Josiah Brown Poster Abstract

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Rachel L. Budker
Ian Holloway
Máximo Castellanos, Daniela Maldonado, Amy Ritterbusch
¿Donde Esta La Mamita? Transgender Sexual and Reproductive Health: Participatory Action Research in Bogotá, Colombia
Global Health Research Fellowship

Background:

Transgender and gender non-conforming people face many factors that contribute to adverse health outcomes, such as social and structural exclusions and multidimensional poverty. In the Colombian context, trans people are more likely to experience violence in multiple contexts, including police violence, gender-based violence as a result of the armed conflict and structural violence  within legal and judicial systems. Within the Colombian Healthcare System, trans individuals further experience exclusions and stigma, barriers to care and violence. The larger aim of this project, working together with a local NGO, Red Comunitaria Trans, seeks to map and characterize the social networks of trans women within this context, eventually creating a cultural adaptation of TransAction, an existing public health and HIV intervention initially designed for trans communities in Hollywood, CA, to meet the needs of trans communities in the Santa Fe neighborhood of Bogotá. The initial phase of this participatory action research project seeks to begin to observe and build relationships within these social networks and spaces. One important narrative is that of Maximo, a pregnant transman and community leader, who throughout his pregnancy experienced numerous difficulties, violent language and exclusion within the Colombian health system. His experiences shine light on the particularly urgent need to address these injustices within the health system and better educate medical professionals on trans sexual and reproductive health issues, not only in Colombia, but globally.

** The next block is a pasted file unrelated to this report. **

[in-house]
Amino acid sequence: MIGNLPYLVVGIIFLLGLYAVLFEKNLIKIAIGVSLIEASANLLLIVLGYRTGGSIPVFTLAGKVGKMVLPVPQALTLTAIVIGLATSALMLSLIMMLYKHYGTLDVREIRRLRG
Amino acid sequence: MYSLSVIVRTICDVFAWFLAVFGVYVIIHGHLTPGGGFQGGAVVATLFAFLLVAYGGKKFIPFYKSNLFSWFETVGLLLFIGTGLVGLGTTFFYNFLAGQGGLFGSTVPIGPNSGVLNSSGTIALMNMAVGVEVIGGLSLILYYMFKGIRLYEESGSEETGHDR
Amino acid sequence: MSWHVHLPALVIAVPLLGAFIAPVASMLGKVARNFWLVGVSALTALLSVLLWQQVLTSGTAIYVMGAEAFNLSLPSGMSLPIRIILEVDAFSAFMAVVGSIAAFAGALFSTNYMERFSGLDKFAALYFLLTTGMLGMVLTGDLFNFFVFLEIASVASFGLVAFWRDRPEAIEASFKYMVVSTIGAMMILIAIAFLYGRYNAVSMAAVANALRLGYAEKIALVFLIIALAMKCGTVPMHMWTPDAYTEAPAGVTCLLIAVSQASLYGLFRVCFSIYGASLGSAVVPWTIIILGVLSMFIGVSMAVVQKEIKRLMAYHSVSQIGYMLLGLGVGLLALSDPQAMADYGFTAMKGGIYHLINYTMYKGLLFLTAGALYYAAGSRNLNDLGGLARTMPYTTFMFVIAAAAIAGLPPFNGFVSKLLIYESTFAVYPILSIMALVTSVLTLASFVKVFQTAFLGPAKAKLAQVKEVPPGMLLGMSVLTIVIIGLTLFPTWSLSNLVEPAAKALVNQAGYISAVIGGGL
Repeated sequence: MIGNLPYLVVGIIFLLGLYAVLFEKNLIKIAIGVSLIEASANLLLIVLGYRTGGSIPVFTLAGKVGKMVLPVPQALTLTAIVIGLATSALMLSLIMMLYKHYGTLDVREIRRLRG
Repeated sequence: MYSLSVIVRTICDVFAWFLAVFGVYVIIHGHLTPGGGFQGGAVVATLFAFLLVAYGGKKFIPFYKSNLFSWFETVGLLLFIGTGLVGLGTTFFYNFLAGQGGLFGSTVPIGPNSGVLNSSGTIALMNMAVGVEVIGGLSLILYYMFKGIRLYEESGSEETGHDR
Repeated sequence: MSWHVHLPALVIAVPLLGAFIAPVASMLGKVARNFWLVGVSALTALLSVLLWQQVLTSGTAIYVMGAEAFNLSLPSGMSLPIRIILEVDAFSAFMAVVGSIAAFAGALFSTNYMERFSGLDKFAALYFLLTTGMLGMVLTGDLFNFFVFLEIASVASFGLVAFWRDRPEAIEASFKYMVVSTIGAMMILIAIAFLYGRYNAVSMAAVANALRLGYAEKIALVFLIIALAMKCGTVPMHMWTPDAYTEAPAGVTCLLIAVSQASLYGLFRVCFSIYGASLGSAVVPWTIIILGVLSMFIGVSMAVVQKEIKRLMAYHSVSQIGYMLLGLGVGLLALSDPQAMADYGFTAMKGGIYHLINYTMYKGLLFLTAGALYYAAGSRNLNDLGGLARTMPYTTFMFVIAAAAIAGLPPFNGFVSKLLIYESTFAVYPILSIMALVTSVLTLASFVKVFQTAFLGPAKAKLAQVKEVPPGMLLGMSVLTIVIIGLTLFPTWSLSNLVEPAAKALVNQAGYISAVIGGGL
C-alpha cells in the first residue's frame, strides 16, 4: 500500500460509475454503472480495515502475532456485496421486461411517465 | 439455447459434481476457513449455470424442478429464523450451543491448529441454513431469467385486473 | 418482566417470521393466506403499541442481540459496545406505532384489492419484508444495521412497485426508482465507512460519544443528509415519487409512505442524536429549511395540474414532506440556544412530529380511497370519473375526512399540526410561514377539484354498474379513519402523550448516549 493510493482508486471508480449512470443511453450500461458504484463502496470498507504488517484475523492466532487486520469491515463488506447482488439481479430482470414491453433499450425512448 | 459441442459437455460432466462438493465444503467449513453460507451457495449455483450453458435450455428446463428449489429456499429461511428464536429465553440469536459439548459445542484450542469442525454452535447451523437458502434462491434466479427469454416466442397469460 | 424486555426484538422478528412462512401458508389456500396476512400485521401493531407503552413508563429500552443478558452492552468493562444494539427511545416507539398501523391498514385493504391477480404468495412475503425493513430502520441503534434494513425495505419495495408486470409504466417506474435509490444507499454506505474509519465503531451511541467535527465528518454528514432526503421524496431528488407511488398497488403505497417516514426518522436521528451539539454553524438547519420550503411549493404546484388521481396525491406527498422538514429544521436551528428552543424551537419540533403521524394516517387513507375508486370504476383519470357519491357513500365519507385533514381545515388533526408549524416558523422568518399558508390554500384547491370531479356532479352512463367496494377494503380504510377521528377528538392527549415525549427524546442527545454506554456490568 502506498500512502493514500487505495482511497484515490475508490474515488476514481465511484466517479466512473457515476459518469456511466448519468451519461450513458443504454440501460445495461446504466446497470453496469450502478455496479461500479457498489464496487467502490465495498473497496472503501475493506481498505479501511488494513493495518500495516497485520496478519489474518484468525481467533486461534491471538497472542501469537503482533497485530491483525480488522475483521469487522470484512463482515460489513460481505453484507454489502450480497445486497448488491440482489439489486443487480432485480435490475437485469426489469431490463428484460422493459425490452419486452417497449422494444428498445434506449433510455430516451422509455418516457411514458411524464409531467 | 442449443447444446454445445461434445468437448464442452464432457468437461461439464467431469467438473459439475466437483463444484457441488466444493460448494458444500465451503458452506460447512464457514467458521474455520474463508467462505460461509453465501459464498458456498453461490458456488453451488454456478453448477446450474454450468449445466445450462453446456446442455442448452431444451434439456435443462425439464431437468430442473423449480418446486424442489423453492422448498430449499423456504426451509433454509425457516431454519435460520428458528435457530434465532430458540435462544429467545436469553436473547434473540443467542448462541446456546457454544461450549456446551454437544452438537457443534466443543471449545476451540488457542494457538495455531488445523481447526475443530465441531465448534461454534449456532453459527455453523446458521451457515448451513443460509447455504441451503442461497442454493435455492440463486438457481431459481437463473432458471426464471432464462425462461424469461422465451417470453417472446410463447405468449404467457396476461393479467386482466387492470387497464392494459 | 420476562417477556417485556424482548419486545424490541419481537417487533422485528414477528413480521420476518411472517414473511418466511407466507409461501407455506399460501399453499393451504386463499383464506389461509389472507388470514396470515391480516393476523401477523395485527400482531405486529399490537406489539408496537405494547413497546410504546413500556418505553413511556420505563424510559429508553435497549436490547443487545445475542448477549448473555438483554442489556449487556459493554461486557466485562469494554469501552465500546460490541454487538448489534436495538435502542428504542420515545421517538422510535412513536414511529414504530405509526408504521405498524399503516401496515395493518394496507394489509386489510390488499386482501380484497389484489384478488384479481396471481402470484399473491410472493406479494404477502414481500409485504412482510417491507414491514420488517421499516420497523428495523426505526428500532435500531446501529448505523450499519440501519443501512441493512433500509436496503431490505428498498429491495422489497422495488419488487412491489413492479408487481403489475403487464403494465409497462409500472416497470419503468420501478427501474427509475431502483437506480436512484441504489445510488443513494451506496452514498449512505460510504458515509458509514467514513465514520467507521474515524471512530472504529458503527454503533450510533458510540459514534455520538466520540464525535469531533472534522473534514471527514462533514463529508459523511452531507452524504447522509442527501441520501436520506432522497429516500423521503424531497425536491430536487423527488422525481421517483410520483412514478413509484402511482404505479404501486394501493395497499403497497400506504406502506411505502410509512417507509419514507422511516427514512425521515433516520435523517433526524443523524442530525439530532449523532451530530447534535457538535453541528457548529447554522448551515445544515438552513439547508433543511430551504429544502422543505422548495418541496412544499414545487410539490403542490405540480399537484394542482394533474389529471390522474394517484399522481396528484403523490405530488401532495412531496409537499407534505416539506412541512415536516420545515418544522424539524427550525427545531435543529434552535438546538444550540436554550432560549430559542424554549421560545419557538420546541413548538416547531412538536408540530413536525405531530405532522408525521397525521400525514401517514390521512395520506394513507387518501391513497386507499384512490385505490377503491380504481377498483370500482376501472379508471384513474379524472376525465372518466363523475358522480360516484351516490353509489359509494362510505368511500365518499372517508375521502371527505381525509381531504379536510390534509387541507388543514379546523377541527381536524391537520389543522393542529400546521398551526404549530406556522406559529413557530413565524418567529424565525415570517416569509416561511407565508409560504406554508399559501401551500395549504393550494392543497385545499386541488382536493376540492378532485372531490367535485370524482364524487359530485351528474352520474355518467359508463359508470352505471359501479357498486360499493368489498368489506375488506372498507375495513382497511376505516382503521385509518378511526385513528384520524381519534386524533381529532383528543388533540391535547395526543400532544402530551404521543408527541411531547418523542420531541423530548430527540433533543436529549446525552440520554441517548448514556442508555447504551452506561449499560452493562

Methods:

The larger 6-phase project conducted over 12-month period will utilize mixed qualitative and quantitative methodologies. Consistent with a community-based participatory research approach, the first phase primarily consisted of trust building and participant observation with the marginalized trans communities and trans activists. Participant observation was conducted for 7 weeks and systematic field notes were written for all time spent with the community. These data were manually coded and analyzed to find cross cutting themes emerging from the data. 

Results:

The most urgent and present health priority expressed by the community surrounded Maximo’s pregnancy and his daily difficulties and experiences of exclusion within the health system. Repeatedly highlighted by him, his partner Daniela, and other community members, were experiences of structural exclusion, violence, erasure and invisibility.

Conclusions:

Maximo’s experience, highlighted and prioritized by the trans community in Bogotá, underscores the need to urgently implement trans health protocols within the Colombian Health Care System and, moreover, to better educate health care providers on trans health issues, particularly around pregnancy and reproductive health. These findings highlight that as physicians, we have a duty to our patients be better educated about these issues, to do the research when we do not know enough and be humble in the face of patients who are experts of their own experiences.

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